David Worboys – Dun a runner

Telling lies can harm a person's reputation, cause financial ruin or result in the death of an innocent person

At one of our favourite restaurants, a party of six tourists recently racked up a bill for just under €350 which would normally mean a tip for the waiter of about €20. Not this time. Somehow, the entire party managed to slip out without paying the bill. They dun a runner.

We felt for the owner, especially as we always get excellent service from his charming and friendly staff and quality dishes at good value. But it reminded me of a more bizarre case I heard of some years ago. A colleague told me that in France a friend, Nathalie, faced with a bill for coffee and croissant amounting to €8 had given a €100 note, needing some change. She then saw the young waiter leave the restaurant swiftly with her money and he was not seen again. This time it was the waiter wot dun a runner. The Manager explained it was the waiter’s first (and last!) day – and refunded her just €50, as she had no proof of how much she had handed over. A fair compromise!

It seems that she was telling the truth; but how many people would have taken advantage of the situation by claiming to have given €100, when in fact they had given €50?

The most commonly broken of the later Commandments is probably “bearing false witness against our neighbour” – or telling porkies. In an ideal world there would be no murder, no adultery, no theft, no envy – and no lies. However, porkies can be “white lies”, told to avoid hurting somebody’s feelings or for an escape from trivial embarrassment. Maybe these are justified. We also lie to avoid being ridiculed (“I don’t remember saying that”) and to avoid punishment for a transgression (“I wasn’t there at the time”).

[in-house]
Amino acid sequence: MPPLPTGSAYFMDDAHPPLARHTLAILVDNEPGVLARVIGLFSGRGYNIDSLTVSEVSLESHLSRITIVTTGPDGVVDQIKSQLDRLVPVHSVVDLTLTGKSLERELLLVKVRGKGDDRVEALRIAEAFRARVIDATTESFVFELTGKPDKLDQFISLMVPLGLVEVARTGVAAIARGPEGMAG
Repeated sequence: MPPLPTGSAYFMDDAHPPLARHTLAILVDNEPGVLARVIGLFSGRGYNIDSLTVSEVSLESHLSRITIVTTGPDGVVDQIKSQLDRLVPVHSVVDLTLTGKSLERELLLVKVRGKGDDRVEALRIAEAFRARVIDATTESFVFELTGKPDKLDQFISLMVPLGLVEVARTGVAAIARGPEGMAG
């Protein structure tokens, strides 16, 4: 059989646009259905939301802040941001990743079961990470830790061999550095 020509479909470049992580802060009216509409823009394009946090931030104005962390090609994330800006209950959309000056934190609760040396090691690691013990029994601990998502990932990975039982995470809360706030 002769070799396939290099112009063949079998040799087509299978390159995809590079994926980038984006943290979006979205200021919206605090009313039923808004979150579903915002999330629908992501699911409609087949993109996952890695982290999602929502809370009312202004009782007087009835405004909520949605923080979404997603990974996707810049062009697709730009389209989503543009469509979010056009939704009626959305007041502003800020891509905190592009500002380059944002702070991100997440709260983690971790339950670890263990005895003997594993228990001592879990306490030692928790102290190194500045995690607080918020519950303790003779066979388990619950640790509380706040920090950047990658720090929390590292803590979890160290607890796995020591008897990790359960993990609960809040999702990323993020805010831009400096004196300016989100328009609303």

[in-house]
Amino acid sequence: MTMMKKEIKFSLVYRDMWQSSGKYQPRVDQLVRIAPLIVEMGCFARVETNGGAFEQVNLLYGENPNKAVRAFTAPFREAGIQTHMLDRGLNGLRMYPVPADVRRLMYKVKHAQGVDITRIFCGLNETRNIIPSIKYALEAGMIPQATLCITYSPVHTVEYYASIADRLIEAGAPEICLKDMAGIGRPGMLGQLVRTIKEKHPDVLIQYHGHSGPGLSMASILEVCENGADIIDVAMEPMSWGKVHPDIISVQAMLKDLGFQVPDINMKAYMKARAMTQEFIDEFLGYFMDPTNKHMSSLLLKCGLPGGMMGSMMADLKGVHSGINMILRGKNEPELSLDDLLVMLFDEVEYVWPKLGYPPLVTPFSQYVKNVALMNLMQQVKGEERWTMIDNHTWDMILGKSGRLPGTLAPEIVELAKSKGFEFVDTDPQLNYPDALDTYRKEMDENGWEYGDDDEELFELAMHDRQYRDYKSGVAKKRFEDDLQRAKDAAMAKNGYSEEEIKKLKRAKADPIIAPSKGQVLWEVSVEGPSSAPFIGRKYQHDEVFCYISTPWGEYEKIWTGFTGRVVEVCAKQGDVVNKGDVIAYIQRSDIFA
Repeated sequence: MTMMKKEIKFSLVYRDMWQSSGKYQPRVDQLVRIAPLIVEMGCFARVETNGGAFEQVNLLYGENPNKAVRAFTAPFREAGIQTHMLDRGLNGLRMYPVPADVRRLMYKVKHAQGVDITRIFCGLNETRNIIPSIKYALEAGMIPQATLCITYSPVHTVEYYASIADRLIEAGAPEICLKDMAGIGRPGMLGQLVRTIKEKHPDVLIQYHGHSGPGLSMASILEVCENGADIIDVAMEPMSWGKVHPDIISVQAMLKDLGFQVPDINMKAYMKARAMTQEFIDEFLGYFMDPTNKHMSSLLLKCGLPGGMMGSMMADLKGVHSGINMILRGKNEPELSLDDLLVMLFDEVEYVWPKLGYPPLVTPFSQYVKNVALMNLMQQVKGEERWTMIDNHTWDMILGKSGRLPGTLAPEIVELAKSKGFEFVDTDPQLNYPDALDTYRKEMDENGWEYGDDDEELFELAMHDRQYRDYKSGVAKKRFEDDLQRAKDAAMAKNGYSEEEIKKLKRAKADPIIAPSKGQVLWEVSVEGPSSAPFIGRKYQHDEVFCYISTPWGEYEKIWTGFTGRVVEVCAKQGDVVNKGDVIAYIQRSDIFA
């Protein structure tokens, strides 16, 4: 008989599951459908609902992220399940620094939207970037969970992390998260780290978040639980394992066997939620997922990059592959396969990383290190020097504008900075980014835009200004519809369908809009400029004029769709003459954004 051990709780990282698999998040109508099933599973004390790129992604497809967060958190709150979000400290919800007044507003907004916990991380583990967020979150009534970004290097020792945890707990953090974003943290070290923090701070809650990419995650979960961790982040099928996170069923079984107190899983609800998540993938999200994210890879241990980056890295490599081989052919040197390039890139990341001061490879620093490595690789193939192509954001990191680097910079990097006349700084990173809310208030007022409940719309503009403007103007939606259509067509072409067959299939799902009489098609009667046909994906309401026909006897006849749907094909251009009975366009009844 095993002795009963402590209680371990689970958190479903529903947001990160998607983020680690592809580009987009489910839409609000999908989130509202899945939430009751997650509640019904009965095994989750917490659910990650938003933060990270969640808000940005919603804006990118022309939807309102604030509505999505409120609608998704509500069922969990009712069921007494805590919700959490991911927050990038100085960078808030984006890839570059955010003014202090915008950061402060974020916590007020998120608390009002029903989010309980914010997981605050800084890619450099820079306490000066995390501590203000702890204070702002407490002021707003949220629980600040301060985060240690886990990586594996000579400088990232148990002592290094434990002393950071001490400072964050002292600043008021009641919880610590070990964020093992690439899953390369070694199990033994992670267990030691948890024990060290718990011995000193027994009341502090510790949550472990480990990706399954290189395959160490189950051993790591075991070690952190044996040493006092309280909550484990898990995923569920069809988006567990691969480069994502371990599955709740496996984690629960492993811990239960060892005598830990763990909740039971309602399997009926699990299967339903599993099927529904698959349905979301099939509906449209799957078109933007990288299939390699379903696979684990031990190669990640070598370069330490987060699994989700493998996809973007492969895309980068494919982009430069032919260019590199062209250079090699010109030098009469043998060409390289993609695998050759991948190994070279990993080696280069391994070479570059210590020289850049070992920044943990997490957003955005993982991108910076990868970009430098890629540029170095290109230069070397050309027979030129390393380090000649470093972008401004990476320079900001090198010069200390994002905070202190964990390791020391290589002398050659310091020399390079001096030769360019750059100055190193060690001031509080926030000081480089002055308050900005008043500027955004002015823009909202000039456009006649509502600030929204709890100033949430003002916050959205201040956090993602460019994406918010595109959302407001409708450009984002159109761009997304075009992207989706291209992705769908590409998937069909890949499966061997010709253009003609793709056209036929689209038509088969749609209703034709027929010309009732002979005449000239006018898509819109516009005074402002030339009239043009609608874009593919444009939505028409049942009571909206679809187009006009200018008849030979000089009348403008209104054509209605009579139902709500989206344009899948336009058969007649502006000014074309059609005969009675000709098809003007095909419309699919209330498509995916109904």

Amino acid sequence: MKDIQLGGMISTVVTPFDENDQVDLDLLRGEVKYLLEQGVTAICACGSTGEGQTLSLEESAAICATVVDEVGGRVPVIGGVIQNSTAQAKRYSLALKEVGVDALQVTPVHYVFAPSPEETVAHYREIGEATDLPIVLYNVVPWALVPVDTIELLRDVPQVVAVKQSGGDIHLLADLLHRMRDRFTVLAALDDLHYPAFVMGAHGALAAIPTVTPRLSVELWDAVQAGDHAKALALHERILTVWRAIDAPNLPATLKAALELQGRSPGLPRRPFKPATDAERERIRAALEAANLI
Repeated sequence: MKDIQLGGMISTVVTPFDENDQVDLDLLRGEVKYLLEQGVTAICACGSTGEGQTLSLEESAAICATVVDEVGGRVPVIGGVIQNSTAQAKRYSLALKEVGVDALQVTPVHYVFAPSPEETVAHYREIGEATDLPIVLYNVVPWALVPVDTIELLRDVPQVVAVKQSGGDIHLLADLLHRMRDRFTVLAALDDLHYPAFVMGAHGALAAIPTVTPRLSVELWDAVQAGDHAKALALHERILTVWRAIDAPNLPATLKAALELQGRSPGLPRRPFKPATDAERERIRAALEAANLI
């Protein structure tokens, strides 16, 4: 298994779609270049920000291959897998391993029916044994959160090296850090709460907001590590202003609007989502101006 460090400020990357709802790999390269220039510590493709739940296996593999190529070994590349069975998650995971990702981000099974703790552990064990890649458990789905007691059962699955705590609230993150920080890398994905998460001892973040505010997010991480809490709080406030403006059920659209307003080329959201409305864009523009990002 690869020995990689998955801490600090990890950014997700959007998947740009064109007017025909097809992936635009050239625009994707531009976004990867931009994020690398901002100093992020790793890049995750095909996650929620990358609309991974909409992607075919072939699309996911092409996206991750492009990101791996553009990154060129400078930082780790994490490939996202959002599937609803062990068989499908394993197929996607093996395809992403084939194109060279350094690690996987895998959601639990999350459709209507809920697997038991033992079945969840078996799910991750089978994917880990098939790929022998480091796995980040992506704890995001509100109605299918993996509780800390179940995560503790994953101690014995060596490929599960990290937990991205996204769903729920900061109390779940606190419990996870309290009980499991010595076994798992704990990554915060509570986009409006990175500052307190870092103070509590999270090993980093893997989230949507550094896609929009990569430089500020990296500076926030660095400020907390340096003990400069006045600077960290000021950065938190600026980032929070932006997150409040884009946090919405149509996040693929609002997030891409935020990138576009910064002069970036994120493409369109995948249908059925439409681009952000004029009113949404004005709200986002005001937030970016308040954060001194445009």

At the other extreme lies can result in catastrophic injustice or harm suffered by an innocent person, such as wrongful conviction or ruined reputation. Lying can enhance the ego through fabricated points-scoring and name-dropping. It can lead to ill-gotten gain, conning the vulnerable out of their savings. Cheating in sports, at school or in matrimony all involve economy with the truth. There are many motives for lying.

Lying is defined as a statement made with the intention to deceive. It need not necessarily be verbal. We lie to ourselves in thoughts about ourselves and others. We may see ourselves as more generous or, conversely, less gifted than we really are. We may see others as undeserving of their fortune. Others simply live in a Walter Mitty world, imagining experiences and achievements that never existed.

There are various types of compulsive liars. Politicians lie in order to maintain their power or to keep their parliamentary jobs. People believe them because they want to believe in a successful economy (Sunak) or the threat posed by democracy (Trump). The same applies to the implausible denial of murder (Putin) and co-operation in humanitarian aid (Netanyahu).

Thank you for taking the time to read this article. Do remember to come back and check The Euro Weekly News website for all your up-to-date local and international news stories and remember, you can also follow us on Facebook and Instagram.

Written by

David Worboys

Offering a unique insight into everything from politics to food to sport, David is one of the Euro Weekly News´ most popular columnists.